Torchwood: Children of Earth – “Day Three”


“Day Three”

July 22nd, 2009

At the heart of “Day Three,” part three of five of this week’s Torchwood: Children of Earth miniseries, is the fate of the middleman (sadly, the fate of canceled ABC Family series The Middleman remains the same, just in case you were wondering). With a new (Read: old) extraterrestrial threat at Great Britain’s doorstep, what’s becoming clear is that everyone and their mother wants to distance themselves from the conflict at hand. However, for various reasons, there are people trapped in the middle of the conflict who make things easier for one side and far more difficult for those who find themselves middlemen (and middlewomen, for that matter) in the midst of a very complicated conflict.

It makes for a really intriguing glimpse into the first ambassadorial contact with the 4-5-6, however, as the cloud of poison continues to shroud their identity in mystery in a way that doesn’t feel like a budget-saving move and instead feels just as moody and atmospheric as it should. We have three separate vantage points at the inevitable conversation that everyone has been waiting for, and all of them point towards this being a situation that will not end well, and one where the middlemen and middlewomen are likely to find themselves held responsible for things they never really wanted any part of.

And good or bad, I feel for all of them.

I spoke in last night’s review about the fate of Frobisher, who is stuck in the middle of this conflict and has literally been labeled expendable by the Prime Minister, and it turns out that I was an episode early in terms of experiencing empathy for the guy. He’s in a very tough spot at the moment, and there really isn’t anything he can do about it: his experience with Torchwood makes him a particularly complicated figure when it comes to this alien stuff, and perhaps more importantly he is one of those who has knowledge of what happened in 1965. If he were to refuse to order Captain Jack and the other men and women involved in the offering of children dead, he would have been ordered dead himself, a fact that has been somewhat glossed over so as to not render him a tragic figure right off the bat. However, as he stands terrified as the 4-5-6 ambassador spews green liquid all over the cage and smashes into it with what look like giant claws, you realize that he is going to be hanged for whatever happens in this room.

And yet, what’s interesting here is that we learn that Captain Jack wasn’t being eliminated for his knowledge in the event but rather his involvement: he was amongst those who chose to help deliver the children to the aliens, which raises some serious questions about his own code of ethics. It was clear at the time that the 4-5-6 must have been particularly dangerous, and the the 12 children were a gift which could keep them at bay (why else would Jack or anyone else be willing to give them over?). Jack notes that they can’t be trusted since they have now returned, but I think it’s important to recognize that they didn’t get all of the children they requested: Clement MacDonald is the missing child, and one has to wonder if they’ve come back as a result of not having every one of them. However, why now? Why wait over forty years? There’s a lot of questions, and Jack is right to note that he’s capable of helping to answer them. The show isn’t quite willing to sell Captain Jack up the river: he refuses to kidnap Frobisher’s wife when given the chance, for example. But it still very much complicates his squeaky clean image, and raises some definite questions about what went down all those years ago that are not yet answered.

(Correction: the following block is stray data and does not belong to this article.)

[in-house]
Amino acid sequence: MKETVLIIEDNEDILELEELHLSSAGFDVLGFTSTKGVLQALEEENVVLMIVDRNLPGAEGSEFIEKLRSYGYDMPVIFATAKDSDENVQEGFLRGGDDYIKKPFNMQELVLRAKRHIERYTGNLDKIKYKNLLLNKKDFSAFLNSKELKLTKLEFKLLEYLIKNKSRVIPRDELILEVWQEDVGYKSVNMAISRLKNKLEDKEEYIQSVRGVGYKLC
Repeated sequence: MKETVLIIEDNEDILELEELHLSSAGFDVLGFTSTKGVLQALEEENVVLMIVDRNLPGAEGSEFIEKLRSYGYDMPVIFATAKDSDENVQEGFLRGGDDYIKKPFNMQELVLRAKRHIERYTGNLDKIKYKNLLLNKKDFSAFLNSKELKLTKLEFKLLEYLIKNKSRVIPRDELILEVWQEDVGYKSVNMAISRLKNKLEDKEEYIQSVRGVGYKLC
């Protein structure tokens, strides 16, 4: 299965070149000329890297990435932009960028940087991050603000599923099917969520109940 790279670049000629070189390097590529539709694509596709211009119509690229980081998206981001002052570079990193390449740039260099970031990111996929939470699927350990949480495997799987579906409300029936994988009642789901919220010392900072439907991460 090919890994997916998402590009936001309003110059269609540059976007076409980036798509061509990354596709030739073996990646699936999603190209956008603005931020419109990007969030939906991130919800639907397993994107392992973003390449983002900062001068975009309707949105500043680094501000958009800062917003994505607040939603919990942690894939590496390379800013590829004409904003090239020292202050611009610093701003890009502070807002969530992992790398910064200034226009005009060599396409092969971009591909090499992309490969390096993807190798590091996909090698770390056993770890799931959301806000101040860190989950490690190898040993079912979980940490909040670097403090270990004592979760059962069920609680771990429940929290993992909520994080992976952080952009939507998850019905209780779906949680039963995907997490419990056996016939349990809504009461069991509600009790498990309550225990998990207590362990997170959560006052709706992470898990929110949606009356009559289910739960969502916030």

Caught in the middle of the battle between these two, of course, is Alice, as Captain Jack’s daugher does some damage with a cutting board but can’t avoid our Terrorist squad friends. She’s your traditional person stuck in the middle of a conflict she never wanted a part of, but unlike Ianto’s family (who were able to remove themselves from the madness by remaining pretty darn inconspicuous) Alice is going to be used as bait to lure him out. He’s the one who is usually out of their reach, being immortal and all, but Alice’s unfortunate use of someone else’s cell phone results in her identity being thrown into the open, and her relationship with her father being thrown into the spotlight. I don’t think she’ll mind, in the end, once she finds out he’s okay – however, she’ll then be pissed, and I think their dynamic will always be a bit strained.

Our other person trapped in the middle, of course, is Lois. Her ploy to get herself into the meeting (lying about Frobisher making a pass at her) was smart, but it’s clear she is still in over her head. I think Gwen is ultimately putting a bit too much pressure on her, especially having her move as she does to get a better view of things. It makes Lois into their eyes, which made for a well-staged way of handling the climax and the reactions to the demands being made. It makes for an interesting riff on translation, Lois having to transcribe everything to them, and the question about whether the translation speakers are doing their job, and then any barriers of language which could be involved, etc.

I think the message received was clear, though: they want 10% of the Children of the World. And just how the World is going to get out of this one, well, we’ll have to wait and see.

Cultural Observations

  • Enjoyed that they resisted the 4-5-6 saying “Children of Earth” in their demands.
  • A little bit less comedy this time around, but Captain Jack’s crankiness until he got a long coat back was quite clever, and I enjoy their crime spree (even if it was more than a bit dishonest – these are not morally clean people, that’s for sure).

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